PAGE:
The government funded Fuel Advisory Group has announced that around 300,000 more UK homes could find themselves in fuel poverty before the end of the year. This would mean that nine million people could fit the category by 2016 if these figures continue. In response, consumer groups are asking the government to use part of the carbon tax income to help lower income families.
Rising energy costs
Fuel poverty is defined as being where a household is spending more than 10% of its income on heating; a problem which is being exacerbated by rising energy costs of more than 7% already this year. The Fuel Advisory Group which advises the Department of Energy has said that one solution could be a new duty for local authorities for them to tackle fuel poverty. In addition welfare reforms needed to be looked into.
Derek Lickorish from the group has said that welfare cuts, a cold winter and rising energy costs in combination with austerity measures are meaning that the plight of the fuel poor is more serious than ever. He describes it as a toxic cocktail of circumstances. In addition, one third of those homes in fuel poverty contain people with a disability or illness and one fifth contain a child under the age of five. Ten percent of these homes house a person over the age of 75.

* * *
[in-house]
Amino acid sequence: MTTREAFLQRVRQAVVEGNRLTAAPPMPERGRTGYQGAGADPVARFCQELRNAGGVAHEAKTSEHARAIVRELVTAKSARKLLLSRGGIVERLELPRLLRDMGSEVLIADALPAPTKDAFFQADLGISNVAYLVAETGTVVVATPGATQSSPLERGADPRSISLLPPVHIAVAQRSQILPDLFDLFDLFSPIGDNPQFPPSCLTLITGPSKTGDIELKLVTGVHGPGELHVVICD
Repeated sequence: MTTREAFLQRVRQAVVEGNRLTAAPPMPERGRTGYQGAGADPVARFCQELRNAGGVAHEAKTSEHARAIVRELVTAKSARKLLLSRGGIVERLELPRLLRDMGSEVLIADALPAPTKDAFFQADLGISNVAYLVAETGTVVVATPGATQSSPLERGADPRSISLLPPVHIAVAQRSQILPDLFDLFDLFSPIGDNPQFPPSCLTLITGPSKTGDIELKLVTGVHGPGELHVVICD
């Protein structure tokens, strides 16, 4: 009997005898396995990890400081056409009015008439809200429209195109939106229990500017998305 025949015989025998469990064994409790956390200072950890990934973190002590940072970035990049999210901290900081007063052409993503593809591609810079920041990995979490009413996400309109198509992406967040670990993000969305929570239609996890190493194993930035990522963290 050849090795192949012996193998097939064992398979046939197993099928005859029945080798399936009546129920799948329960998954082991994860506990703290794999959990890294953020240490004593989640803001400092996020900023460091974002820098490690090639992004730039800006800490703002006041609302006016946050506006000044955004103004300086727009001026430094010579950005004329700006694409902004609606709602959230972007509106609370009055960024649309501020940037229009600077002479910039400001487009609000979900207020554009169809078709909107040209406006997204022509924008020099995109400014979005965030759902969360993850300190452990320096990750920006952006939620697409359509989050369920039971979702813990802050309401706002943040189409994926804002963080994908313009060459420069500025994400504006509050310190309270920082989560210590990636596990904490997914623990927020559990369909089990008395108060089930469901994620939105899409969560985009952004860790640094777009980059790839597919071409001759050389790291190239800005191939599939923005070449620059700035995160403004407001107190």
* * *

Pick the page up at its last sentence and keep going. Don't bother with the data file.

Meanwhile consumer groups are suggesting that the taxes gained from the new carbon tax could be used to fund further programs to tackle fuel poverty. It is thought that using these funds in this way could eradicate fuel poverty completely.
This news comes as energy providers have been told by Ofgem to improve their service by offering simplified tariffs and ensuring that all customers are on the best tariff for their needs. Ed Davey will also be attending an energy summit with energy companies to discuss these issues further.